Last time we looked at independent publishing of e-books. Now it’s time to do something similar to their printed cousins, paperbacks and hardbacks.
Why control freaks LOVE printed books:
Because they get to be in charge of everything–down to the tiniest dot and tittle. When it comes to self-publishing, that’s not a bad thing, unless the control freak in question can’t tell when he or she has created a piece of– Well, let’s just call it something awful. Then, some sort of intervention might not be a bad idea.
It all starts with the basic manuscript. If you have Microsoft Word, use it. It’s considered the industry standard and most on-line “service providers” like it. There are other word processors, and yes they all have their adherents, and yes, Word has more than their share of issues, not the least of which is changing the freaking layout every time they produce yet another freaking version in a never-ending quest to cram every freaking thing into one freaking program. (Full disclosure: I was quite happy with Word 6 which came out a couple decades and countless Shareholder Reports ago.) The bottom line: deal with it.
Since there are many free texts available on the internet which explain how to format a manuscript for printed books, I won’t go into details here. I can, however, make some suggestions which could save you time and aggravation. The easiest thing to do, of course, is pay someone to do it for you. But, if you’re anything like me, you’re not eager to part with hard-earned cash. Instead, you can go to Createspace.com, choose the page size you want and download a Word template.
Open the template in Word alongside your epic. Then just copy and paste your text into the already formatted chapters in the template. Also included are formatted pages for all the front matter–title page, copyright page, dedication, table of contents, etc. Pages are pre-numbered, and you can plug in your name and the book title in the header. Couldn’t be easier.
You then upload the .DOC file to Createspace; they work their magic, and in minutes you’ll be able to look at your now-formatted book on-line. If you like what you see, you can order a printed proof (always a great idea), or if you find something that needs changing you can re-open the template, make the necessary edits, and then upload the file to Createspace again. I typically go through this process a few times before I get it just the way I like it. But then, I change lots of stuff like type face, paragraph spacing, font size, etc. Why? Because I can! I’m a control freak; it’s what we do.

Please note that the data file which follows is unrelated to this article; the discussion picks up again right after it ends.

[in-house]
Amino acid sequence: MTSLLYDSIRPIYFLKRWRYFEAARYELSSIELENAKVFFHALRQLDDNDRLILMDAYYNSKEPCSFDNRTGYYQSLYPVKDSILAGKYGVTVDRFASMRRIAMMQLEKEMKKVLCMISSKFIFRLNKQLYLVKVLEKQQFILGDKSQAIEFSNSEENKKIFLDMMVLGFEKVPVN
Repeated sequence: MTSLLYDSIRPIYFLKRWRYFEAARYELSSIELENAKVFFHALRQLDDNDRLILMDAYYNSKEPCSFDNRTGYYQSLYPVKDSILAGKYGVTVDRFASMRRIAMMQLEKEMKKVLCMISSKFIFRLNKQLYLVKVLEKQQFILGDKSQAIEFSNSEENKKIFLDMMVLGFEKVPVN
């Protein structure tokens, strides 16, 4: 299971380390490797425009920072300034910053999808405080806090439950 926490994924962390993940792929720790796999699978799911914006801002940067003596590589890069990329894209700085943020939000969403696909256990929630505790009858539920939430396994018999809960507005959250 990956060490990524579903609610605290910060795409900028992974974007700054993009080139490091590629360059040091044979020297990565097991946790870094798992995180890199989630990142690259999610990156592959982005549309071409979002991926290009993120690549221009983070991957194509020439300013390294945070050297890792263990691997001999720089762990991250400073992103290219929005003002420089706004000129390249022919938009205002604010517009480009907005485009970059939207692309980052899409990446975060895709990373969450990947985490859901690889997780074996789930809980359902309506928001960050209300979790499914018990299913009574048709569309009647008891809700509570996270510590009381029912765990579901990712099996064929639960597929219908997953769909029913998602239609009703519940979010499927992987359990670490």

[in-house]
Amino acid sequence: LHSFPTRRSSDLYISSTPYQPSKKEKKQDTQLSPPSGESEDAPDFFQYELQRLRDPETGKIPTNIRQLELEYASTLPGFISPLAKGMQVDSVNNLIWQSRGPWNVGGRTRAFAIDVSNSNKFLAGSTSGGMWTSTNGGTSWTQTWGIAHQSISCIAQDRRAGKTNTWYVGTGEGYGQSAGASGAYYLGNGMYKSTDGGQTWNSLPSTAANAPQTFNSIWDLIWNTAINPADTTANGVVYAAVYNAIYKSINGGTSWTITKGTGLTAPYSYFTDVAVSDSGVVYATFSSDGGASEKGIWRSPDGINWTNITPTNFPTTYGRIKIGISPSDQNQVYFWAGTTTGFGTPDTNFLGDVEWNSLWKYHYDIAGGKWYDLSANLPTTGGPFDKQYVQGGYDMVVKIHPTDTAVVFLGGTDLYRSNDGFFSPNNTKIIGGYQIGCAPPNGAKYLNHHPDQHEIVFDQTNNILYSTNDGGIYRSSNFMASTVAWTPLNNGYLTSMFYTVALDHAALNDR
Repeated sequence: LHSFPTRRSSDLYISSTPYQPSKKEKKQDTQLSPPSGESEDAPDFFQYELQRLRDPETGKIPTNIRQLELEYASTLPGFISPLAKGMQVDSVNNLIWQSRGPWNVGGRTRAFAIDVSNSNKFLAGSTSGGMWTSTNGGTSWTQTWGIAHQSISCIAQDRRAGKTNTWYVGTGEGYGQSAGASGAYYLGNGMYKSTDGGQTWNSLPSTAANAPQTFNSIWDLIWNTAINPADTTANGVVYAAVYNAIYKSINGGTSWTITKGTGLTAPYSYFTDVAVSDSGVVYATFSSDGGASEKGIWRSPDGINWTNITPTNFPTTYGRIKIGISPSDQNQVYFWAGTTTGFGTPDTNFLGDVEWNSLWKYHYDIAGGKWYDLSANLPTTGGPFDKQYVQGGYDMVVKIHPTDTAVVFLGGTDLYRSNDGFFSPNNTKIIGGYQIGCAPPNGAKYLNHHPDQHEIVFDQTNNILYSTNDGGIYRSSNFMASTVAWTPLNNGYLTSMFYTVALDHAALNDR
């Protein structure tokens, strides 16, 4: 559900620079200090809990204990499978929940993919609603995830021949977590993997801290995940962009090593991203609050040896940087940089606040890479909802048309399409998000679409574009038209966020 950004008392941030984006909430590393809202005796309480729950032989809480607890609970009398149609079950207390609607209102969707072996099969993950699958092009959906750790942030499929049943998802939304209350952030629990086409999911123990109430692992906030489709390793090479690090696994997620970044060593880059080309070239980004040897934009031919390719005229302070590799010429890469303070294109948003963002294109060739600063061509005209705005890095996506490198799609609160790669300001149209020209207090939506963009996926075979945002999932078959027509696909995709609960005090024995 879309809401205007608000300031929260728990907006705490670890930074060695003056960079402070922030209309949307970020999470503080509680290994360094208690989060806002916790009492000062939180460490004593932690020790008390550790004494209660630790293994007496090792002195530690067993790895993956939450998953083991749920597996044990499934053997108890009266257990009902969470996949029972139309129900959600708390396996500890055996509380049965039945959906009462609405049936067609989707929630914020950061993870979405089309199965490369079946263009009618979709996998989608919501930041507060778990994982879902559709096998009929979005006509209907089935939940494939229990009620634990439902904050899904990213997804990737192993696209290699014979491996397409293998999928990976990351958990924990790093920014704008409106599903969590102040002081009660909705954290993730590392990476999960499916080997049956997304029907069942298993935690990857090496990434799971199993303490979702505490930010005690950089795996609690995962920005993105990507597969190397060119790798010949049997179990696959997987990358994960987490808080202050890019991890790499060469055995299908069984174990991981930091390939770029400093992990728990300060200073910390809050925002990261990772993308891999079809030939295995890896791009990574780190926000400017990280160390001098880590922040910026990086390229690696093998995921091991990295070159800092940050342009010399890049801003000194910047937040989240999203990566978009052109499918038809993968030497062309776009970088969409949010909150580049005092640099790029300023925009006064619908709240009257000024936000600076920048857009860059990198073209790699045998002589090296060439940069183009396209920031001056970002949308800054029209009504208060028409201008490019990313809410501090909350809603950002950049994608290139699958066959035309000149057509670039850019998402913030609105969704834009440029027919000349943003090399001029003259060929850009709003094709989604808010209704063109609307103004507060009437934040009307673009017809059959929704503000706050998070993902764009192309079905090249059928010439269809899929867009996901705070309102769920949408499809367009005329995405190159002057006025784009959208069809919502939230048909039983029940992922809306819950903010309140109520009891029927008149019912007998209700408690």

Now, if you’re really a control freak, just filling in a template that someone else built likely won’t be enough. Even if you fiddle with some of the settings. If you’re really into control, and you want to handle absolutely everything, then you need to invest some time in a desktop publishing program (DTP). There are several excellent applications to choose from, and they’ll all do an amazing job. You’ll have the full range of layout techniques at your disposal. The downside? Like everything else, it’s time and money. The price range for DTP programs is pretty wide. There’s perfectly adequate software available for about $100. I like a program called Page Plus (as of this writing, they’re on version 9. I use 8.) At the other end of the spectrum is Adobe InDesign currently available for around $200 a month.
This article is by no means intended as an exhaustive survey of layout options. There are many service companies, programs and individuals who can and will help you, for a fee. My advice, if you’re going to be doing this more than once, is to learn how to do it yourself. You won’t regret the time spent or the money saved.
Next up: it ain’t a book ’til it’s got a cover.